Many people who should be eligible for the disability support pension find themselves stuck on the lower-paid dole or don't receive any income support at all.
Economic Justice Australia will tell a Senate inquiry into the disability pension the existing rules need changing because they are confusing and unfair.
Leanne Ho, the organisation's CEO, said apart from struggling to survive on the lower rate of payment, people with severe impairment who can't get onto DSP struggle with mutual obligations and the risk of having their payments suspended if they can't comply.
"The income support system is not working as intended to support people with disability," she said.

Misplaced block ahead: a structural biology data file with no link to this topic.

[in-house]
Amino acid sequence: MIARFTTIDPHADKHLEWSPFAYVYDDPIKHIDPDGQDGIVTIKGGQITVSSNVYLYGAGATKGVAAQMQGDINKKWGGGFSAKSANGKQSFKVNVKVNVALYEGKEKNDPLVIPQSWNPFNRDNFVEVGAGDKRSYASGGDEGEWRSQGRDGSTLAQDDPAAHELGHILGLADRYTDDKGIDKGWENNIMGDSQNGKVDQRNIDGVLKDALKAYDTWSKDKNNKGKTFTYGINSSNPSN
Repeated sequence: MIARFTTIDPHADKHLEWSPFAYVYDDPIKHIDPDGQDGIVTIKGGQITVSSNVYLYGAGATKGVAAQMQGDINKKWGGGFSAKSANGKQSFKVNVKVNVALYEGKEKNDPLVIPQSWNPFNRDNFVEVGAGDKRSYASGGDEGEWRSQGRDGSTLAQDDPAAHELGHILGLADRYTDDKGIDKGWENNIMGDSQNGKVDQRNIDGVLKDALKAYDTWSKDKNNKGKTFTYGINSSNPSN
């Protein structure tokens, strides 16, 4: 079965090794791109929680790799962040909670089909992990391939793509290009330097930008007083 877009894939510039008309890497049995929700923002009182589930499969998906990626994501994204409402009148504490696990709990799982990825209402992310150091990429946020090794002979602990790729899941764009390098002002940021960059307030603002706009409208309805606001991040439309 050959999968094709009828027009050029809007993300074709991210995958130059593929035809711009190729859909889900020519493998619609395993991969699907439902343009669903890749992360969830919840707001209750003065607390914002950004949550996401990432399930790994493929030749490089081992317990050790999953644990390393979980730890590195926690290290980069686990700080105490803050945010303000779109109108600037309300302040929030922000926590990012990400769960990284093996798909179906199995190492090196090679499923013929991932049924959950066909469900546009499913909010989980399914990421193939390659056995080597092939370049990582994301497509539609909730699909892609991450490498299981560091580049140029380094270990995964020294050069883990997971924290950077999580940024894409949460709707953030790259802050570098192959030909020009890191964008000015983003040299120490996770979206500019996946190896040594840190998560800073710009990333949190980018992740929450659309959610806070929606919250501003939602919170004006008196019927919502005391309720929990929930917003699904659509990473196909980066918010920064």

DSP provides income security for people with disability who are unable to work more than 15 hours a week.
But many people can't access it because claim processes and evidence requirements are complex and confusing.
EJA wants changes to the way impairment tables are used by Centrelink to assess claimants' medical reports for each of their medical and psychiatric conditions.
As well, the "program of support" - such as a work preparation program - requirement should be abolished because it meant people with severe disability can be indefinitely relegated to activity-tested payments such as JobSeeker.
And the system of obtaining medical evidence should be simplified for people with psychiatric impairments, who often have problems ensuring the evidence gathered complies with all the rules, EJA says.
The inquiry will hear from a range of groups including Anglicare, the Australian Council of Social Service and the Australian Federation of Disability Organisations.